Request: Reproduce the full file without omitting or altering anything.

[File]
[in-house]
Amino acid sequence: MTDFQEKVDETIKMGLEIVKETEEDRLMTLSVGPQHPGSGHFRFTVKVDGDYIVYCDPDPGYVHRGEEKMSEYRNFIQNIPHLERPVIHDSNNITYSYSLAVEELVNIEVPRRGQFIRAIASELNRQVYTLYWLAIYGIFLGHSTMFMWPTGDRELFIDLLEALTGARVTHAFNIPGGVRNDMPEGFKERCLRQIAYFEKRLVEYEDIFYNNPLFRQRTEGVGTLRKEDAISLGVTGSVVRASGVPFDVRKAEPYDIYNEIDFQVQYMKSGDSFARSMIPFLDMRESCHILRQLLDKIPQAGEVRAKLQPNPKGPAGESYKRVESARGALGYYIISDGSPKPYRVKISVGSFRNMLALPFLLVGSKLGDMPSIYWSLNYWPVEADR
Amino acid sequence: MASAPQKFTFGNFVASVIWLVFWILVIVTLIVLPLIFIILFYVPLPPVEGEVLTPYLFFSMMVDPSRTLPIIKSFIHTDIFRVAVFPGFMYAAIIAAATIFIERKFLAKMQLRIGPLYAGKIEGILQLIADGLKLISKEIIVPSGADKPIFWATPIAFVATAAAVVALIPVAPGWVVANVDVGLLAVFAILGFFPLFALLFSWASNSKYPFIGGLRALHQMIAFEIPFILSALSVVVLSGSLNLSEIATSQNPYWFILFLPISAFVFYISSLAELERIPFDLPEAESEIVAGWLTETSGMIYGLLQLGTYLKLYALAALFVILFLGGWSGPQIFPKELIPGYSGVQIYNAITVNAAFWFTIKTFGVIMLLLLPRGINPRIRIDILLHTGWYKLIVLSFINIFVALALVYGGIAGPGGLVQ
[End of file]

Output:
[in-house]
Amino acid sequence: MTDFQEKVDETIKMGLEIVKETEEDRLMTLSVGPQHPGSGHFRFTVKVDGDYIVYCDPDPGYVHRGEEKMSEYRNFIQNIPHLERPVIHDSNNITYSYSLAVEELVNIEVPRRGQFIRAIASELNRQVYTLYWLAIYGIFLGHSTMFMWPTGDRELFIDLLEALTGARVTHAFNIPGGVRNDMPEGFKERCLRQIAYFEKRLVEYEDIFYNNPLFRQRTEGVGTLRKEDAISLGVTGSVVRASGVPFDVRKAEPYDIYNEIDFQVQYMKSGDSFARSMIPFLDMRESCHILRQLLDKIPQAGEVRAKLQPNPKGPAGESYKRVESARGALGYYIISDGSPKPYRVKISVGSFRNMLALPFLLVGSKLGDMPSIYWSLNYWPVEADR
Amino acid sequence: MASAPQKFTFGNFVASVIWLVFWILVIVTLIVLPLIFIILFYVPLPPVEGEVLTPYLFFSMMVDPSRTLPIIKSFIHTDIFRVAVFPGFMYAAIIAAATIFIERKFLAKMQLRIGPLYAGKIEGILQLIADGLKLISKEIIVPSGADKPIFWATPIAFVATAAAVVALIPVAPGWVVANVDVGLLAVFAILGFFPLFALLFSWASNSKYPFIGGLRALHQMIAFEIPFILSALSVVVLSGSLNLSEIATSQNPYWFILFLPISAFVFYISSLAELERIPFDLPEAESEIVAGWLTETSGMIYGLLQLGTYLKLYALAALFVILFLGGWSGPQIFPKELIPGYSGVQIYNAITVNAAFWFTIKTFGVIMLLLLPRGINPRIRIDILLHTGWYKLIVLSFINIFVALALVYGGIAGPGGLVQ